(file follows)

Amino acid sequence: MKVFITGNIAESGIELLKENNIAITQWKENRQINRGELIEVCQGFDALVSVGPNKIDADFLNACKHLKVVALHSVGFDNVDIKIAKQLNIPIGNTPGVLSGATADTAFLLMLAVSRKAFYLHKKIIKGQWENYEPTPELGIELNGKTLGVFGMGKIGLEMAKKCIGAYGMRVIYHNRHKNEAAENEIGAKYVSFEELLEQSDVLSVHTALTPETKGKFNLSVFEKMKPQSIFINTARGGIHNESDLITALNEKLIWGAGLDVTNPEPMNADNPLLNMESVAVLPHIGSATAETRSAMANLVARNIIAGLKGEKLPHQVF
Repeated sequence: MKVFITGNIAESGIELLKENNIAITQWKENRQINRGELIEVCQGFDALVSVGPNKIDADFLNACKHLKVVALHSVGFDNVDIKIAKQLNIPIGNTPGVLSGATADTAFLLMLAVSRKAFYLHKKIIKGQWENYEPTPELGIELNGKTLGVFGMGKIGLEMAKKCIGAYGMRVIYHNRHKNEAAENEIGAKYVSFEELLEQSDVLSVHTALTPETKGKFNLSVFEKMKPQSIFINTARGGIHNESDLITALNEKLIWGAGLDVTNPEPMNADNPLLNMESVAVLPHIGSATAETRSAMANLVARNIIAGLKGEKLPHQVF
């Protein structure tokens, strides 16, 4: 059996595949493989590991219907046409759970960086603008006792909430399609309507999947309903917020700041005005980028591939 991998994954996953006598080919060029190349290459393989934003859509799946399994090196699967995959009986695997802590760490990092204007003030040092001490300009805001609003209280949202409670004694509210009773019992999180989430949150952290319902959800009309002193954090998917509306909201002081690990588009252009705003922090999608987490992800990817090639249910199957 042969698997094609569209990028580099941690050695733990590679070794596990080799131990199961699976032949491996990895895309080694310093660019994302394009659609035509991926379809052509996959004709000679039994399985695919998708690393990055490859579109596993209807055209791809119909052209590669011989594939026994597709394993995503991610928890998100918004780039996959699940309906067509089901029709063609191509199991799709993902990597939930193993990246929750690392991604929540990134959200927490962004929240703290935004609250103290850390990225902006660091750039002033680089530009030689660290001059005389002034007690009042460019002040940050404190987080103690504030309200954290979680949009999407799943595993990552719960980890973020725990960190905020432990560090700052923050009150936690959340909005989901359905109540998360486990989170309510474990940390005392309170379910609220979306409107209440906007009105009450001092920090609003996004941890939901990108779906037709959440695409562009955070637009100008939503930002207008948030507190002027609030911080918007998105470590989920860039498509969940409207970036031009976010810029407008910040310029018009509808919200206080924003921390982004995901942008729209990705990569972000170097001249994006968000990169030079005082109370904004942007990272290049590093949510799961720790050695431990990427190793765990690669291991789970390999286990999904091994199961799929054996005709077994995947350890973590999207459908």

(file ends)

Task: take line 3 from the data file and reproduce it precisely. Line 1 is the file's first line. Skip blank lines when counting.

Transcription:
């Protein structure tokens, strides 16, 4: 059996595949493989590991219907046409759970960086603008006792909430399609309507999947309903917020700041005005980028591939 991998994954996953006598080919060029190349290459393989934003859509799946399994090196699967995959009986695997802590760490990092204007003030040092001490300009805001609003209280949202409670004694509210009773019992999180989430949150952290319902959800009309002193954090998917509306909201002081690990588009252009705003922090999608987490992800990817090639249910199957 042969698997094609569209990028580099941690050695733990590679070794596990080799131990199961699976032949491996990895895309080694310093660019994302394009659609035509991926379809052509996959004709000679039994399985695919998708690393990055490859579109596993209807055209791809119909052209590669011989594939026994597709394993995503991610928890998100918004780039996959699940309906067509089901029709063609191509199991799709993902990597939930193993990246929750690392991604929540990134959200927490962004929240703290935004609250103290850390990225902006660091750039002033680089530009030689660290001059005389002034007690009042460019002040940050404190987080103690504030309200954290979680949009999407799943595993990552719960980890973020725990960190905020432990560090700052923050009150936690959340909005989901359905109540998360486990989170309510474990940390005392309170379910609220979306409107209440906007009105009450001092920090609003996004941890939901990108779906037709959440695409562009955070637009100008939503930002207008948030507190002027609030911080918007998105470590989920860039498509969940409207970036031009976010810029407008910040310029018009509808919200206080924003921390982004995901942008729209990705990569972000170097001249994006968000990169030079005082109370904004942007990272290049590093949510799961720790050695431990990427190793765990690669291991789970390999286990999904091994199961799929054996005709077994995947350890973590999207459908």